Establishment Of The Church – Welsh Revival
In 1904/5 Wales experienced an outbreak of Revival, which had tremendous effects on many parts of the British Isles. This was followed by a MIGHTY VISITATION OF THE HOLY SPIRIT, which fell simultaneously on many parts of the world, during which many received the baptism of the Holy Spirit with signs following.
As a result, there sprung up Pentecostal groups worldwide which also believed that the gifts of Apostles, Prophets, Evangelists, Pastors and Teachers of Ephesians 4:11, should operate in the Church together with the nine gifts of the Holy Spirit spelt out in 1 Corinthians 12:1-11. The Apostolic Church was therefore born in 1915 in Penygroes, South Wales, United Kingdom.
It was the vision of Apostolic doctrine that gripped the first leader of the Fellowship, Daniel Powell Williams, who in 1913, was ordained an Apostle in the Body of Christ and later became the first President of The Apostolic Church Council and remained so until his death in 1947. The Lord also called brother William Jones Williams, as a Prophet in the Body of Christ and in 1913 he was ordained into the full-time ministry of the Church. Thus they were called together with others to demonstrate the New Testament offices of Apostle and Prophet in the United Kingdom. Subsequently these ministries were exercised in other countries and continents of the World.
Establishment Of The Ghana Church
With time, the Lord in a remarkable way brought many groups to link with the Church in Penygroes under the name The Apostolic Church, and Ghana was no exception. The Gold Coast, now Ghana saw the emergence of Christians in the country who were seeking spiritual awakening in their hearts and lives. This desire to know more about spiritual truths drove many to write for literature from various missions abroad. Through contacts with the Faith Tabernacle of Nigeria, a group of Christians at the small town of Asamankese were introduced to The Apostolic Church, which had started a missionary work in Nigeria.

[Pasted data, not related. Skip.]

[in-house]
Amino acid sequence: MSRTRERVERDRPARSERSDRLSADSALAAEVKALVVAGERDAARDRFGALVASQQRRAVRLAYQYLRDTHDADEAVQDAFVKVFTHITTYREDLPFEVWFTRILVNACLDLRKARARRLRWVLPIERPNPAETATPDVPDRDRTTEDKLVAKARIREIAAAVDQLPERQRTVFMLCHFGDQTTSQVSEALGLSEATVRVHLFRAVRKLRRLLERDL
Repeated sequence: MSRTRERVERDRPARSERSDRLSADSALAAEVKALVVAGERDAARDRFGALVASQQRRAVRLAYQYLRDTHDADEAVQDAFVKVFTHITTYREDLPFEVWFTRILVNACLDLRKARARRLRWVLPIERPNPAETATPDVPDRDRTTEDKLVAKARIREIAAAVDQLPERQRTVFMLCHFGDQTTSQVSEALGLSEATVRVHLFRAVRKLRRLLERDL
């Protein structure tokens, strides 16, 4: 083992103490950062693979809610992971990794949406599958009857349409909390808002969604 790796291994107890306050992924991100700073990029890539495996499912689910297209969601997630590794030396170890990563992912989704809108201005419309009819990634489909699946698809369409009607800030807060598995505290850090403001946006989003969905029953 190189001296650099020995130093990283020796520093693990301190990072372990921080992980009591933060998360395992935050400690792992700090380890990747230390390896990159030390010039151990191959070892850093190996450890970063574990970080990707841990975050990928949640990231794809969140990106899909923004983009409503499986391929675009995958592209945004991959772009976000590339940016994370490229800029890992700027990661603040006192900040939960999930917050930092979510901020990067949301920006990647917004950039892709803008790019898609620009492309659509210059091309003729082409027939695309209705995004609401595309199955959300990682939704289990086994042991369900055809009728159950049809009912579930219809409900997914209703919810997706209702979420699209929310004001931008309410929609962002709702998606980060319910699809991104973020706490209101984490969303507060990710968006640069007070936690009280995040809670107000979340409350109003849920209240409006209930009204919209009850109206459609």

The Asamankese group then requested The Apostolic church in Bradford, England, to send a delegation shall visit them. As a result, in 1935, Pastor George Perfect, a British missionary who had been posted to Nigeria was directed by the Missionary Office in Bradford, England to visit the Christian group at Asamankese. This group of believers experienced the baptism of the Holy Spirit and needed instructions and guidance. Pastor George Perfect met the Asamankese group led by the late Apostle Peter Newman Anim.
Eventually, the Asamankese group accepted to become members of The Apostolic Church and wholeheartedly embraced the Tenets of the Church. Pastor George Perfect formally ordained the leader of the group, Pastor Peter Newman Anim as the first African Pastor of The Apostolic Church, Gold Coast.
In 1936, Pastor Vivian Wellings, the then Missionary Secretary of the Church in Bradford visited the infant Apostolic Church at Asamankese. On his return to Bradford, England, he recommended that a resident Missionary should be sent to Asamankese because the new Church was growing at a fast rate.